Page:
A tree change has never been more alluring but population experts believe some city dwellers going regional during the pandemic will find “it’s not all it’s cracked up to be” and the migration trend won’t last long term.
We all know the story by now.
Historically, Australia is a highly urbanised country. But the explosion of working from home during the pandemic and the ongoing threat of snap lockdowns in big cities such as Melbourne have made a tree change more feasible for city folk.
Reports of soaring property prices in regional lifestyle towns favoured by urban movers are now commonplace.
So, too, are the headlines about a city exodus during COVID-19.
What does the population data say?
The latest ABS data showed regional Australia experienced a net inflow of 43,000 people from the capital cities in 2020. That was the highest number since reporting began two decades ago.
However, ANU demographer Liz Allen cautioned this top-line figure hid a more complicated picture.
The net figure represents the total number of people moving to the country minus the number of people leaving it for the big cities.
Location, location, location
During COVID, the net inflow has soared not only because people are moving away from the cities, but also because more regional Australians are staying put in their country towns.
“We aren’t seeing the flows of people back into the city areas,” Dr Allen said.
“That [trend is] something that we’ve seen in Australia, but it’s being reflected in major cities and other capitals across the world.”
There is still not a huge amount of data showing exactly where city people have moved during the pandemic.
Property prices hint tree changers are seeking places still relatively close to major capitals, such as the Central Coast near Sydney or the Surf Coast near Melbourne, rather than truly remote locations.
“It’s unlikely that we’re seeing major shifts many kilometres out from the city regions,” Dr Allen said.
“What we’re likely to be witnessing at the moment is small moves that allow people to still be connected to the city limits while also achieving a lifestyle.”
What are people finding once they move?
ABC News travelled to Wangaratta in northern Victoria, 250 kilometres north of Melbourne, just before the state’s latest lockdown to meet families who had moved there during the pandemic.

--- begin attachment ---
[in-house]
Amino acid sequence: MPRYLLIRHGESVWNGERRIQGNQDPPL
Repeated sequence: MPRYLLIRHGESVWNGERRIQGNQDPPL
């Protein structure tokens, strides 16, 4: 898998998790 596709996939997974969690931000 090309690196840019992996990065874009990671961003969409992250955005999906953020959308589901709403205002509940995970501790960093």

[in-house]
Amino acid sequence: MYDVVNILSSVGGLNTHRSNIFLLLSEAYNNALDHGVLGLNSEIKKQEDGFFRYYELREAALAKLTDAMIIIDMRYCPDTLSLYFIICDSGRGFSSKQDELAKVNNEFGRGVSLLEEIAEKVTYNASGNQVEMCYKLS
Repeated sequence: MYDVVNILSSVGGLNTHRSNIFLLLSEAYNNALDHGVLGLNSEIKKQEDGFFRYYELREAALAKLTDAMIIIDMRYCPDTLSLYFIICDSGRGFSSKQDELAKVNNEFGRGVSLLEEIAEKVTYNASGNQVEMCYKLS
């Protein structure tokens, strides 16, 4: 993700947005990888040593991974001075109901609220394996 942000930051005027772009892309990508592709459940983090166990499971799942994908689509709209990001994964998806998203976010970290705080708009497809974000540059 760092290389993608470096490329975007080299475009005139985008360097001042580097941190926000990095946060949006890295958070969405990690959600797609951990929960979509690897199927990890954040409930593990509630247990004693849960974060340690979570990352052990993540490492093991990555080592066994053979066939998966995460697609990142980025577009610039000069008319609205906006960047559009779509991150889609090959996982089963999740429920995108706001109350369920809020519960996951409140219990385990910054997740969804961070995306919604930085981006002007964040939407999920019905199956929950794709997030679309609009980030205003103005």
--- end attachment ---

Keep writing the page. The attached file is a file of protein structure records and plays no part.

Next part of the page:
The Zachs made the move to a rural block on the outskirts of the regional town after being stuck in their small Melbourne home during the city’s extended lockdown last year.
“We were really cooped up,” Jessica Zach said.
Ms Zach grew up in regional Victoria. Her family is still there too, so for her the move was more of a country homecoming after spending much of her adult life in Melbourne.
And that’s not unusual for tree changers. Ongoing research by the Regional Australia Institute suggests many people who make the move from big cities to the country usually have existing ties to where they are relocating.
Ms Zach’s husband, Geoff, on the other hand, had never lived outside of a big city before and had been resisting Jessica’s pleas for a tree change for years. However, he said: “COVID pushed it through.”
No traffic hassles
So far, he’s enjoying it.
“There’s no traffic lights to get to work,” he said.
“It sounds silly, but I’ve been able to go out to a farm and chop up some wood, which is not what you do in the city.”
But there have been some stressful moments.
The family decided to move to Wangaratta after Mr Zach found a new job at a local firm. After years of chatter about housing being more affordable in the regions, they thought finding a rental would be easy.
“There were only three rental properties in the whole greater Wangaratta area,” Ms Zach said.
CoreLogic data shows Wangaratta is one of the many regional Australian property markets that have significantly tightened during the pandemic, with prices up 7.2 per cent in the year to April 2021.
“The strong rise in rents has been accompanied by a relative shortage in listings stock, as migration flows away from the area likely slowed down during the pandemic,” CoreLogic analyst Eliza Owen said.
That is where understanding the true nature of the net migration trends across Australia becomes important.
Homes in short supply
Blaming a housing crisis on new arrivals is convenient but it misses the story of less housing stock being available to begin due to more people staying put during the pandemic.
The Zachs eventually found a rental home on the outskirts of Wangaratta with help from Mr Zach’s new employer.
“We were very lucky,” Jessica said.
The couple want to stay in the region long term, but say settling into the community and being able to find stable housing could affect their decision.